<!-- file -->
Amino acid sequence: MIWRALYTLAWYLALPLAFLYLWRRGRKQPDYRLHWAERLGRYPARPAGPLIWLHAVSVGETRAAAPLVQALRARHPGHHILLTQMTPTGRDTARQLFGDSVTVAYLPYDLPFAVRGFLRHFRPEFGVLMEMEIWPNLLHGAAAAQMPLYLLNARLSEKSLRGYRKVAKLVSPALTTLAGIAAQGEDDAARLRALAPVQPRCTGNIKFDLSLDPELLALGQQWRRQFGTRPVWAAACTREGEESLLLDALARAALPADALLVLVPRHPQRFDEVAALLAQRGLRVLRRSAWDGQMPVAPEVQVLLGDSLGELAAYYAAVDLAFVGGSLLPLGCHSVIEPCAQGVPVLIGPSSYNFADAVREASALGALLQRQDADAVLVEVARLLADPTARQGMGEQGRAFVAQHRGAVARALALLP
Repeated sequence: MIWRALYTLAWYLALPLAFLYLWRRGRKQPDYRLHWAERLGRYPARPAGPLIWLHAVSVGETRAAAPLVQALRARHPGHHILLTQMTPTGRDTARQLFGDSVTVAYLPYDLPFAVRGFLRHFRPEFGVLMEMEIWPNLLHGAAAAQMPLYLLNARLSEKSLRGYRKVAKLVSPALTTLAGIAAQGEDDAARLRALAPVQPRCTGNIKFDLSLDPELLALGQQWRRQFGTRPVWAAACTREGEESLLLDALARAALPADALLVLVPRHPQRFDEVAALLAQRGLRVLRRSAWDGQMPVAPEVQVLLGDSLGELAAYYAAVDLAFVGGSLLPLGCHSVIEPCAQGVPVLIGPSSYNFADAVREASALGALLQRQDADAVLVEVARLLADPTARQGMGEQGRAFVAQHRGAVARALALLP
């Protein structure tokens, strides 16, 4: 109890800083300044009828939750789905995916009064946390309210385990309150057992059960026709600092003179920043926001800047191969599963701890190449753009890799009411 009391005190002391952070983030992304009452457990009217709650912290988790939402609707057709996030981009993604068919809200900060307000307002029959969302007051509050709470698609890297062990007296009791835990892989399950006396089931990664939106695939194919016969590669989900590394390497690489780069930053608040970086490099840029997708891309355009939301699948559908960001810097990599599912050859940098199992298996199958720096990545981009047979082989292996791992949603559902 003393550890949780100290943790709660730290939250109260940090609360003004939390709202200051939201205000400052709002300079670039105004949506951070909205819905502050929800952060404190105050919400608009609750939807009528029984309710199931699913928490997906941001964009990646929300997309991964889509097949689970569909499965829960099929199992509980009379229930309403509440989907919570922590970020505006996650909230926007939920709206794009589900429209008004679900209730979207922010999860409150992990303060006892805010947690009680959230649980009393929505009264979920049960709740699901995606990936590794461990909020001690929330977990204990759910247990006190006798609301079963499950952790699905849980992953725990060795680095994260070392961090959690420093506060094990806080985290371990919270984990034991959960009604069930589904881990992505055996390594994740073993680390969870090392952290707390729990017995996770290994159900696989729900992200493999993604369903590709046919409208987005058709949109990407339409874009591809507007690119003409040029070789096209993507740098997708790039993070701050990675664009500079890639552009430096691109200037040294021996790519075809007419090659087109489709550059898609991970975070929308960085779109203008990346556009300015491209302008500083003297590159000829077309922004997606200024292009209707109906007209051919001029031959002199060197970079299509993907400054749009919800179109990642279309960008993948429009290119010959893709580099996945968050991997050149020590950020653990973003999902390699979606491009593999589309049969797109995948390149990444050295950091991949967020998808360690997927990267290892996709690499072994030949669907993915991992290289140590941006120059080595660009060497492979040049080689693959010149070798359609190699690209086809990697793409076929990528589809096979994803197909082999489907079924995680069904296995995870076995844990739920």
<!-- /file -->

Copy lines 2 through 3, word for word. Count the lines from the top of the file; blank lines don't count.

Repeated sequence: MIWRALYTLAWYLALPLAFLYLWRRGRKQPDYRLHWAERLGRYPARPAGPLIWLHAVSVGETRAAAPLVQALRARHPGHHILLTQMTPTGRDTARQLFGDSVTVAYLPYDLPFAVRGFLRHFRPEFGVLMEMEIWPNLLHGAAAAQMPLYLLNARLSEKSLRGYRKVAKLVSPALTTLAGIAAQGEDDAARLRALAPVQPRCTGNIKFDLSLDPELLALGQQWRRQFGTRPVWAAACTREGEESLLLDALARAALPADALLVLVPRHPQRFDEVAALLAQRGLRVLRRSAWDGQMPVAPEVQVLLGDSLGELAAYYAAVDLAFVGGSLLPLGCHSVIEPCAQGVPVLIGPSSYNFADAVREASALGALLQRQDADAVLVEVARLLADPTARQGMGEQGRAFVAQHRGAVARALALLP
């Protein structure tokens, strides 16, 4: 109890800083300044009828939750789905995916009064946390309210385990309150057992059960026709600092003179920043926001800047191969599963701890190449753009890799009411 009391005190002391952070983030992304009452457990009217709650912290988790939402609707057709996030981009993604068919809200900060307000307002029959969302007051509050709470698609890297062990007296009791835990892989399950006396089931990664939106695939194919016969590669989900590394390497690489780069930053608040970086490099840029997708891309355009939301699948559908960001810097990599599912050859940098199992298996199958720096990545981009047979082989292996791992949603559902 003393550890949780100290943790709660730290939250109260940090609360003004939390709202200051939201205000400052709002300079670039105004949506951070909205819905502050929800952060404190105050919400608009609750939807009528029984309710199931699913928490997906941001964009990646929300997309991964889509097949689970569909499965829960099929199992509980009379229930309403509440989907919570922590970020505006996650909230926007939920709206794009589900429209008004679900209730979207922010999860409150992990303060006892805010947690009680959230649980009393929505009264979920049960709740699901995606990936590794461990909020001690929330977990204990759910247990006190006798609301079963499950952790699905849980992953725990060795680095994260070392961090959690420093506060094990806080985290371990919270984990034991959960009604069930589904881990992505055996390594994740073993680390969870090392952290707390729990017995996770290994159900696989729900992200493999993604369903590709046919409208987005058709949109990407339409874009591809507007690119003409040029070789096209993507740098997708790039993070701050990675664009500079890639552009430096691109200037040294021996790519075809007419090659087109489709550059898609991970975070929308960085779109203008990346556009300015491209302008500083003297590159000829077309922004997606200024292009209707109906007209051919001029031959002199060197970079299509993907400054749009919800179109990642279309960008993948429009290119010959893709580099996945968050991997050149020590950020653990973003999902390699979606491009593999589309049969797109995948390149990444050295950091991949967020998808360690997927990267290892996709690499072994030949669907993915991992290289140590941006120059080595660009060497492979040049080689693959010149070798359609190699690209086809990697793409076929990528589809096979994803197909082999489907079924995680069904296995995870076995844990739920």